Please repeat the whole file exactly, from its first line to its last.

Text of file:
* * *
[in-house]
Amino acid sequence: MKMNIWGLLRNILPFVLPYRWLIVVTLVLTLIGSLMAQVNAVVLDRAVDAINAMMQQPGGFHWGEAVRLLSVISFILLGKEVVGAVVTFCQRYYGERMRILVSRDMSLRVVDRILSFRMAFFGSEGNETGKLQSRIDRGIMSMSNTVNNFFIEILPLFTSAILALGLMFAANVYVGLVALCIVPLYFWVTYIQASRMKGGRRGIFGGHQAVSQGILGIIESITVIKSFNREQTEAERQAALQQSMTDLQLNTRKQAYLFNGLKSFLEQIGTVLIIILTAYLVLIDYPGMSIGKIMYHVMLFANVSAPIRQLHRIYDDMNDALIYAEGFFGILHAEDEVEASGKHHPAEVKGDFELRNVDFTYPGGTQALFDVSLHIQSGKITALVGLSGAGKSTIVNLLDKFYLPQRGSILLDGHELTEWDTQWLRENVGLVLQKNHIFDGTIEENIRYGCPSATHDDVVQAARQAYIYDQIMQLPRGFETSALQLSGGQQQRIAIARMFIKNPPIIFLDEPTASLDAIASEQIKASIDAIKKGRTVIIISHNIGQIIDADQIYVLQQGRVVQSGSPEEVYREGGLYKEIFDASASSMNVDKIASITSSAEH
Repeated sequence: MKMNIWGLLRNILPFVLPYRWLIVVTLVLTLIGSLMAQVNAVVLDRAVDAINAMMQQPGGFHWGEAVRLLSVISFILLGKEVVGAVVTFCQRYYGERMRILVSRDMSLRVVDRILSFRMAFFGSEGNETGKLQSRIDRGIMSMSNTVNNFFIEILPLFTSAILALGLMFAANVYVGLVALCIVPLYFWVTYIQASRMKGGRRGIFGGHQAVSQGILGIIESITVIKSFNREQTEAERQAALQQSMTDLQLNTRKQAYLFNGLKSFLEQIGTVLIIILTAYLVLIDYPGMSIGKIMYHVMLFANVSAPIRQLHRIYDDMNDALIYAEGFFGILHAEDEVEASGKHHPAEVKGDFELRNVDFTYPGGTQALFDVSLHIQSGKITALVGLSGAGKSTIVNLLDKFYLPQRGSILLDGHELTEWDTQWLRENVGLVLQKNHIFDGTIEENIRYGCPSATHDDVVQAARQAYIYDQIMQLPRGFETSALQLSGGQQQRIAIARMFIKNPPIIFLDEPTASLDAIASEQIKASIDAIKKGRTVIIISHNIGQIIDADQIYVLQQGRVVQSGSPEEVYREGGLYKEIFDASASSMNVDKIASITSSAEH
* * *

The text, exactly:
[in-house]
Amino acid sequence: MKMNIWGLLRNILPFVLPYRWLIVVTLVLTLIGSLMAQVNAVVLDRAVDAINAMMQQPGGFHWGEAVRLLSVISFILLGKEVVGAVVTFCQRYYGERMRILVSRDMSLRVVDRILSFRMAFFGSEGNETGKLQSRIDRGIMSMSNTVNNFFIEILPLFTSAILALGLMFAANVYVGLVALCIVPLYFWVTYIQASRMKGGRRGIFGGHQAVSQGILGIIESITVIKSFNREQTEAERQAALQQSMTDLQLNTRKQAYLFNGLKSFLEQIGTVLIIILTAYLVLIDYPGMSIGKIMYHVMLFANVSAPIRQLHRIYDDMNDALIYAEGFFGILHAEDEVEASGKHHPAEVKGDFELRNVDFTYPGGTQALFDVSLHIQSGKITALVGLSGAGKSTIVNLLDKFYLPQRGSILLDGHELTEWDTQWLRENVGLVLQKNHIFDGTIEENIRYGCPSATHDDVVQAARQAYIYDQIMQLPRGFETSALQLSGGQQQRIAIARMFIKNPPIIFLDEPTASLDAIASEQIKASIDAIKKGRTVIIISHNIGQIIDADQIYVLQQGRVVQSGSPEEVYREGGLYKEIFDASASSMNVDKIASITSSAEH
Repeated sequence: MKMNIWGLLRNILPFVLPYRWLIVVTLVLTLIGSLMAQVNAVVLDRAVDAINAMMQQPGGFHWGEAVRLLSVISFILLGKEVVGAVVTFCQRYYGERMRILVSRDMSLRVVDRILSFRMAFFGSEGNETGKLQSRIDRGIMSMSNTVNNFFIEILPLFTSAILALGLMFAANVYVGLVALCIVPLYFWVTYIQASRMKGGRRGIFGGHQAVSQGILGIIESITVIKSFNREQTEAERQAALQQSMTDLQLNTRKQAYLFNGLKSFLEQIGTVLIIILTAYLVLIDYPGMSIGKIMYHVMLFANVSAPIRQLHRIYDDMNDALIYAEGFFGILHAEDEVEASGKHHPAEVKGDFELRNVDFTYPGGTQALFDVSLHIQSGKITALVGLSGAGKSTIVNLLDKFYLPQRGSILLDGHELTEWDTQWLRENVGLVLQKNHIFDGTIEENIRYGCPSATHDDVVQAARQAYIYDQIMQLPRGFETSALQLSGGQQQRIAIARMFIKNPPIIFLDEPTASLDAIASEQIKASIDAIKKGRTVIIISHNIGQIIDADQIYVLQQGRVVQSGSPEEVYREGGLYKEIFDASASSMNVDKIASITSSAEH